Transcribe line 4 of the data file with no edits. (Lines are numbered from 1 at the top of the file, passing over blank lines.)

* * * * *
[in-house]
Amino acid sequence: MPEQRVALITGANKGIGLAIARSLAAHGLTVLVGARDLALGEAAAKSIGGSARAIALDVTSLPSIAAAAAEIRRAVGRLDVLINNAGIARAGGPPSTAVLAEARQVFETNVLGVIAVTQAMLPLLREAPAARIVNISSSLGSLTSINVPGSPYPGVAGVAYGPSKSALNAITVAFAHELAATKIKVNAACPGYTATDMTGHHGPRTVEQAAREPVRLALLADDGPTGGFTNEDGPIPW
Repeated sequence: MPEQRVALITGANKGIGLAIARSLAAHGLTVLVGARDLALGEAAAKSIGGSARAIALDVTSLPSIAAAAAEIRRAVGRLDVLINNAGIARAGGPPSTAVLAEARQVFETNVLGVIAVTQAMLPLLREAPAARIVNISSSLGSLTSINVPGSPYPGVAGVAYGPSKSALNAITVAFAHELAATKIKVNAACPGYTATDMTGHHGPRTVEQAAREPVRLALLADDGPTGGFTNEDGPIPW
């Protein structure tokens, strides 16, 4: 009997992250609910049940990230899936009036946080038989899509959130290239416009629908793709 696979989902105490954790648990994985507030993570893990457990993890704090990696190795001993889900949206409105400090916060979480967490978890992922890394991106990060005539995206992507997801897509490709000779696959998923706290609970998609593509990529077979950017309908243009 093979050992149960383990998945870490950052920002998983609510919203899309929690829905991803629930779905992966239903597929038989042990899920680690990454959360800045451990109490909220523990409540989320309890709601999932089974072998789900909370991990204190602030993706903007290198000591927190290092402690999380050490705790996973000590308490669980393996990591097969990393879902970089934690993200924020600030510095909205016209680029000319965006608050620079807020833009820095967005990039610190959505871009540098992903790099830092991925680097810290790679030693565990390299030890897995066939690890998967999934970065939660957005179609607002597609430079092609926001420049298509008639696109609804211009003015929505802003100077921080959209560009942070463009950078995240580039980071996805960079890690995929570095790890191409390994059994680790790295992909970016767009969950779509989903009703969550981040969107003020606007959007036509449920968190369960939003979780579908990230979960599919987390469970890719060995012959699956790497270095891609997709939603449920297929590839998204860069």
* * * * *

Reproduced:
């Protein structure tokens, strides 16, 4: 009997992250609910049940990230899936009036946080038989899509959130290239416009629908793709 696979989902105490954790648990994985507030993570893990457990993890704090990696190795001993889900949206409105400090916060979480967490978890992922890394991106990060005539995206992507997801897509490709000779696959998923706290609970998609593509990529077979950017309908243009 093979050992149960383990998945870490950052920002998983609510919203899309929690829905991803629930779905992966239903597929038989042990899920680690990454959360800045451990109490909220523990409540989320309890709601999932089974072998789900909370991990204190602030993706903007290198000591927190290092402690999380050490705790996973000590308490669980393996990591097969990393879902970089934690993200924020600030510095909205016209680029000319965006608050620079807020833009820095967005990039610190959505871009540098992903790099830092991925680097810290790679030693565990390299030890897995066939690890998967999934970065939660957005179609607002597609430079092609926001420049298509008639696109609804211009003015929505802003100077921080959209560009942070463009950078995240580039980071996805960079890690995929570095790890191409390994059994680790790295992909970016767009969950779509989903009703969550981040969107003020606007959007036509449920968190369960939003979780579908990230979960599919987390469970890719060995012959699956790497270095891609997709939603449920297929590839998204860069």